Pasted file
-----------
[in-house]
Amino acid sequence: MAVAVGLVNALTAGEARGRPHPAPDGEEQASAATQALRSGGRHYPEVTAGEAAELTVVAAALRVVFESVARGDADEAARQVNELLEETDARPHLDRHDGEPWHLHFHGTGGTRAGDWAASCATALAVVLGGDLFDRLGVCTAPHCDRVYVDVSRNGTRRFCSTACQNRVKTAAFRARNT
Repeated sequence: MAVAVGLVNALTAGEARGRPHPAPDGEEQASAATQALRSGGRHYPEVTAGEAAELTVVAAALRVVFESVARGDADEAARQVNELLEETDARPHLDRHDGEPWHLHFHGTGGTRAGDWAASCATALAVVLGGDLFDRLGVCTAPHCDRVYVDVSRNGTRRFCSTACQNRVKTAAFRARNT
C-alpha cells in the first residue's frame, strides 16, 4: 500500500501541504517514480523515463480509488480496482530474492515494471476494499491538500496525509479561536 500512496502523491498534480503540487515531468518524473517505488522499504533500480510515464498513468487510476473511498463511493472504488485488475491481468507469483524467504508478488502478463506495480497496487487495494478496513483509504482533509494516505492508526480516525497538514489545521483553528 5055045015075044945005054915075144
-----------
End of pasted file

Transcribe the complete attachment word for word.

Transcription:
[in-house]
Amino acid sequence: MAVAVGLVNALTAGEARGRPHPAPDGEEQASAATQALRSGGRHYPEVTAGEAAELTVVAAALRVVFESVARGDADEAARQVNELLEETDARPHLDRHDGEPWHLHFHGTGGTRAGDWAASCATALAVVLGGDLFDRLGVCTAPHCDRVYVDVSRNGTRRFCSTACQNRVKTAAFRARNT
Repeated sequence: MAVAVGLVNALTAGEARGRPHPAPDGEEQASAATQALRSGGRHYPEVTAGEAAELTVVAAALRVVFESVARGDADEAARQVNELLEETDARPHLDRHDGEPWHLHFHGTGGTRAGDWAASCATALAVVLGGDLFDRLGVCTAPHCDRVYVDVSRNGTRRFCSTACQNRVKTAAFRARNT
C-alpha cells in the first residue's frame, strides 16, 4: 500500500501541504517514480523515463480509488480496482530474492515494471476494499491538500496525509479561536 500512496502523491498534480503540487515531468518524473517505488522499504533500480510515464498513468487510476473511498463511493472504488485488475491481468507469483524467504508478488502478463506495480497496487487495494478496513483509504482533509494516505492508526480516525497538514489545521483553528 5055045015075044945005054915075144